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Author Topic: Earhart's Electra found in Papua New Guinea?  (Read 88124 times)

Ashley Such

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Re: Earhart's Electra found in Papua New Guinea?
« Reply #45 on: September 14, 2010, 06:55:28 PM »

He had to get them within radio range in order that:

  • They could talk to the Itasca.
  • The DF equipment (on land or on the plane) would have a chance of getting a bearing.
  • They would have sufficient fuel to fly the bearing given by the Itasca or worked out by AE and FN.

I'm moderately confident that Fred didn't say, "Fly east until we can hear Howland.  Then we'll get a bearing from them and fly thataway until land comes in sight."

The 1812 GMT transmission suggests that Fred was hard at work before they were aware of any radio emergency.  AE says that they are about "100 miles out" and asks for a bearing.

The 1910-1912 GMT transmission is where AE indicates that they can't hear the Itasca. 

At 2013 GMT, she reports that they are on "the line."  She doesn't say how long they've been on it. 

I don't see any evidence that Fred wasn't on the job, doing what he was supposed to do.  If there hadn't been a failure to communicate (a complex problem with many factors--an accident chain that began long before the last flight), they would have gotten to Howland.

Very good points, Marty! Well said! :)
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Bill Lloyd

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Re: Earhart's Electra found in Papua New Guinea?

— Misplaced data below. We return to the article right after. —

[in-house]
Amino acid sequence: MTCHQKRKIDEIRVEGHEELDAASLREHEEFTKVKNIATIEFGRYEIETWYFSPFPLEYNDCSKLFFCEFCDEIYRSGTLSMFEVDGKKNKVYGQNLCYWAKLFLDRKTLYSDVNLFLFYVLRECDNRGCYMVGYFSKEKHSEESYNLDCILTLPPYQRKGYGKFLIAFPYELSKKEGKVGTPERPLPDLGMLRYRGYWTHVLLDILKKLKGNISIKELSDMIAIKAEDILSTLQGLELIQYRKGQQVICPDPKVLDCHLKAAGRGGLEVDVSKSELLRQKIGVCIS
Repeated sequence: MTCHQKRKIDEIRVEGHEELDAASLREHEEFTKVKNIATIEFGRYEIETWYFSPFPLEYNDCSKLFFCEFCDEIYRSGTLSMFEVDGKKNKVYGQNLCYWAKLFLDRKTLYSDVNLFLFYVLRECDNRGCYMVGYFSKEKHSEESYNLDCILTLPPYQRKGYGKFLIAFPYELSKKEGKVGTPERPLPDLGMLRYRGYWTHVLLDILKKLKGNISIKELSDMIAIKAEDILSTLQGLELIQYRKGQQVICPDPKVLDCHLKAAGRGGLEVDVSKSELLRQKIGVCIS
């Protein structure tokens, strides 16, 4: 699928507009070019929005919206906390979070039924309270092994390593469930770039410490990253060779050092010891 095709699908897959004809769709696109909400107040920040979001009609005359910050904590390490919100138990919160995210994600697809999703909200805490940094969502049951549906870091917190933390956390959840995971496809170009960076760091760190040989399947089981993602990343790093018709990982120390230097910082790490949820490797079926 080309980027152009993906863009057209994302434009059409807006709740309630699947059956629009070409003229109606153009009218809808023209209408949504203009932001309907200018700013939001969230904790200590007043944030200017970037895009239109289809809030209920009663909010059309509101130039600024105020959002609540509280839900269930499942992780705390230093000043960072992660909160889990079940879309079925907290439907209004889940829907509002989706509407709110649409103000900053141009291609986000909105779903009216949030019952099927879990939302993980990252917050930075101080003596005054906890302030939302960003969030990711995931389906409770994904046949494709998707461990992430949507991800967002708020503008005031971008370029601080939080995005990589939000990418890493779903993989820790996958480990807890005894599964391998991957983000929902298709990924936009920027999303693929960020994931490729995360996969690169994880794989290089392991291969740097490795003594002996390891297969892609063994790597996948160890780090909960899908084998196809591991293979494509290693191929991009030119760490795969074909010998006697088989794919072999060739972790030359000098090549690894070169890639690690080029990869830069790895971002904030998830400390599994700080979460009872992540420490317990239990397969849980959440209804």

« Reply #46 on: September 22, 2010, 07:37:27 PM »


It seems to me that the "200 mile" message couldn't have been from a dawn sighting; it was logged at Howland 3 minutes before the sun rose there.  AE and FN's local dawn would have to be at least a few minutes later than Howland's.

The "100 mile" message might be after FN had done some chart work with the dawn LOP.

I think that the 200 mile report would indeed be based on Fred’s observation or anticipated observation of the dawn line time.

AE made the 200 mile out report at 1742-45z which according to the almanac tables was the sunrise time at Howland and was on her scheduled transmit time.   Also, according to the tables, sunrise time at the coordinates for 200 miles southwest, bearing 258, was 1757z or 12-15 minutes after her report at 1745z.

Perhaps because it was twilight, Fred was estimating that the sunrise was 12 minutes away when he gave her the 200 mile note, therefore, they could have actually been about 227 miles from the Howland LOP.  12 minutes x 2.25mpm=27 miles. For the Electra to have covered the distance from the position that it appears to have been at 1745z, to the reported position at 1912z, the ground speed would be about 150 mph which seems a little fast. If their actual position at 1912z was still about 10-15 miles west, tracking inbound to the Howland LOP, then the ground speed would have been about 140 mph and seems feasible.